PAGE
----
They sleep side by side on green Army cots in a tent on the parking lot at the New Orleans Saints' practice stadium - the BOO, or base of operations. They eat chow together.

    Now, they are walking through hell together.

    ---

    This day, like the others, begins before dawn. After a breakfast of scrambled eggs, biscuits and gravy, and country-fried steak, the group is briefed, loaded into two tour buses and ferried by armed escort into the hard-hit Ninth Ward - just northeast of the French Quarter.

    They stage from the battered E.J. Morris Senior Center and are on the streets by 7.

    Each team is equipped with the same tools: An ax, a sledge hammer and a Halligan bar - a medieval-looking tool with a claw on one end and a spike-hatchet combination at the other.

    This part of the ward butts up against the industrial canal, where two breaks in the levee sent water up to the roof lines of one-story homes within 10 minutes. Many of the houses here are nothing but piles of wood and slate.

    As the water rushed in, furniture floated to the ceilings like food in fish bowl. As it receded, the furniture resettled. At one house, Jacobs goes to three different doors before finding one that isn't blocked shut by debris. Even then, it takes a dozen kicks and another dozen blows with a sledgehammer to force his way in.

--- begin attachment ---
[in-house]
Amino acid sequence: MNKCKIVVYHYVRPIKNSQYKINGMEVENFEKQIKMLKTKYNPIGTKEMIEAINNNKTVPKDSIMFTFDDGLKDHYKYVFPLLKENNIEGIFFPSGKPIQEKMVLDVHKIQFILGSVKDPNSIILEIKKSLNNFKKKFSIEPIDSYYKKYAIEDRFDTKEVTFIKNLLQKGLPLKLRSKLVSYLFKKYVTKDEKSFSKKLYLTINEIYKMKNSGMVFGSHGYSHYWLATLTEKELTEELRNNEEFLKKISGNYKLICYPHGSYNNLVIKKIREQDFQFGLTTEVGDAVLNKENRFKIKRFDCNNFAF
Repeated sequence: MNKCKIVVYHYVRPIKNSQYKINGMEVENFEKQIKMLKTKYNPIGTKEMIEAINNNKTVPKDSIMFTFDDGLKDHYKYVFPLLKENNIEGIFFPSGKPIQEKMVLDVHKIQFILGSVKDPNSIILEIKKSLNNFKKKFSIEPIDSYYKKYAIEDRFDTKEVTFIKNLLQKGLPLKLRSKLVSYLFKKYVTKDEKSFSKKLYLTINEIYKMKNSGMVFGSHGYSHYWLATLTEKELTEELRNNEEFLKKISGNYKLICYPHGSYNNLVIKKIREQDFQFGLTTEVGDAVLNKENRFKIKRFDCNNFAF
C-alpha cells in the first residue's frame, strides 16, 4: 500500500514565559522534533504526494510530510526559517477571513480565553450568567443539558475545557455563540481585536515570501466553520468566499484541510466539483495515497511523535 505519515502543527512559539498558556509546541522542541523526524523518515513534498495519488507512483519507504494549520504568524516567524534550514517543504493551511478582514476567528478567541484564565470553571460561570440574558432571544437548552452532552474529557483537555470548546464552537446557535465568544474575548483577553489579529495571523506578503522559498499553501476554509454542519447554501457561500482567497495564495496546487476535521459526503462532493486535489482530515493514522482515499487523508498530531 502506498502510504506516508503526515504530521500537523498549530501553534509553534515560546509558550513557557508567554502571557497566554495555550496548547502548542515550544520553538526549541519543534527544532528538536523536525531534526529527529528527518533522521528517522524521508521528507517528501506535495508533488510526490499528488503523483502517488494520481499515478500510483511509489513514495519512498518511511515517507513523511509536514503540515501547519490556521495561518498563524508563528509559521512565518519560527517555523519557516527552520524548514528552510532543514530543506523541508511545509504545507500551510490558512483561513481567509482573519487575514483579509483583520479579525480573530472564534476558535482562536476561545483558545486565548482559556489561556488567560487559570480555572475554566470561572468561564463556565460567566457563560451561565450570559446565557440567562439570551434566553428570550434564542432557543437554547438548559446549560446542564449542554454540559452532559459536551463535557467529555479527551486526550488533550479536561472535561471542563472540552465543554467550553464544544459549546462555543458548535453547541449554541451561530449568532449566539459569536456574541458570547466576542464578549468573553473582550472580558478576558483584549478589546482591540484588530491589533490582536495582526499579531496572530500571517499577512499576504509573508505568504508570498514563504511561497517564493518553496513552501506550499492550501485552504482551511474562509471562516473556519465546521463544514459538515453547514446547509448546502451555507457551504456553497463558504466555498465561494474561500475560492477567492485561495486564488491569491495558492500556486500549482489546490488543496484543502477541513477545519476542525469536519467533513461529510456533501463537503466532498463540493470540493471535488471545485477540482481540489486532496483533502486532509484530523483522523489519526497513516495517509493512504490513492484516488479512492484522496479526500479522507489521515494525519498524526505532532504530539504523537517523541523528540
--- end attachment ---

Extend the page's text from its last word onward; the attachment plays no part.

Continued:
A moldy smell rolls out.

    Inside, the crews are finding strange sights. Fish and crabs plastered 8 feet high on walls. A refrigerator up in an attic.

    At one door, Remedios pulls out a child's car seat. When they finish the building, he pulls out his cell phone.

    His 6-year-old son, Cesar, is in the hospital because of an asthma attack.

    "Hi, sweetheart," he says brightly. "You feeling better? Did they put a needle in you? Did you cry? All right! Tough guy. You never cry."

    Remedios, 40, is keeping a daily journal on a yellow legal pad. He addresses each entry to Cesar and 9-year-old Jorge, using simple words and sentences they'll understand.

    "We did find one person and we were all very excited," he wrote on Sunday.

    He doesn't tell them about the other times, like Tuesday, when he and Jacobs found the bodies of three elderly people in one house. He doesn't write about the wheelchairs they found, or the questions that haunt him, like: Why didn't someone get these people out?

    ---

    Janice Matos walks along the bulldozed streets with a colored map of the neighborhood. She is trained in hazardous materials, but today she is the mapkeeper and scribe.

    "Did you guys search that one," she asks Jacobs as he passes an unmarked house.

    "That's leaning too much," he tells her.

    "Are you scared?" she asks. "Just tell me you're scared."

    "Yes," he replies.